This concert will feature cultural groups, the Linwood College jazz band, some rock bands and acoustic solos and duos.

Youth Week FIFA 17 PS4 Gaming Tournament at Te Hāpua: Halswell Centre
Saturday 27 May 11am to 4pm
Have you got what it takes to become the Te Hāpua: Halswell Centre champion? Sign up to win a prize voucher, trophy and eternal bragging rights! Free to enter, just ask a librarian in the library at Te Hāpua: Halswell Centre. Open for ages 10-16.
Places are limited so be sure to sign up in advance.

Magic: the Gathering
Saturday 3 June 1pm to 4pmMagic-the-gathering.jpg

Bring your Magic: The Gathering decks to Shirley Library! Come along to play, swap cards or hang out. Snacks provided! Ages 8 – 18 (Magic: the Gathering is on the first Saturday every month)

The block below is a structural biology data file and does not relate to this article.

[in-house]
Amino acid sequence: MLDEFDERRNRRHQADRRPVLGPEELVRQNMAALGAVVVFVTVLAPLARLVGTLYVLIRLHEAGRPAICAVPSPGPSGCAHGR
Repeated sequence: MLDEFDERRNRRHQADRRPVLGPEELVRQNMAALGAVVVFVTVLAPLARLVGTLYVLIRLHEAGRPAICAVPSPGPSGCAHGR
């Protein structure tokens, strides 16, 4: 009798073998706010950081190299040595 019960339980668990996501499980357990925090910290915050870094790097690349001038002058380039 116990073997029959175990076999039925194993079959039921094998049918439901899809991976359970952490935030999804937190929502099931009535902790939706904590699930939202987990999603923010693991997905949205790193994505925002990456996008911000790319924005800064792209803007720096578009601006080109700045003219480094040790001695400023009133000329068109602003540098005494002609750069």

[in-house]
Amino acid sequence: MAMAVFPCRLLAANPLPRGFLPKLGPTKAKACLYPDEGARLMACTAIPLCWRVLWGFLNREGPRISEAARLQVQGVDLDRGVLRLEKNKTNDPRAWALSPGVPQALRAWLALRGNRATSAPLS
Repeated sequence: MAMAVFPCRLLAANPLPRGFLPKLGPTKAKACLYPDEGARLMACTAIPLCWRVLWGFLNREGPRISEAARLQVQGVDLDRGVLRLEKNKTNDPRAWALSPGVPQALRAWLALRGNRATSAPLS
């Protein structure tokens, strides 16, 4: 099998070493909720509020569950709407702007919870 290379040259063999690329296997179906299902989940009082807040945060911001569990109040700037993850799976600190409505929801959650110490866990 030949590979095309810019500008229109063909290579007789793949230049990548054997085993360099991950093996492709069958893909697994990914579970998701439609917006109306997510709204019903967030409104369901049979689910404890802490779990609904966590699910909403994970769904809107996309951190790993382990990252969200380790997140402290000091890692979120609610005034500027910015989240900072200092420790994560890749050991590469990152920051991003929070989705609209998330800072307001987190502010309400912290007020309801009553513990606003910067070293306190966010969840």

What’s on at the library for teens

Christchurch City Libraries also works in schools, intermediate and high schools, with youth on exciting programmes like Photoshop and film-making. Explore what’s on offer at our Learning Centres.

Read about our recent youth related events

Comics Day Workshop at Linwood Library

IMG_1760.JPG
Elijah Lopez, Jed Uy, and Ryan Green running a Graphic Novel & Comic Drawing Workshop at Linwood Library, 6 May 2017

Spider senses were tingling, Avengers were assembling and the flame was on at Linwood recently. Linwood Library at Eastgate put the ‘Kapow” into International Free Comic Book Day on Saturday 6 May with a Graphic Novel & Comic drawing workshop. With skills in Manga, digital software — and as published graphic novelists —presenters Elijah Lopez, Jed Uy, and Ryan Green shared some of the basic tips and tricks to their craft, as well demonstrating how the process works in practice.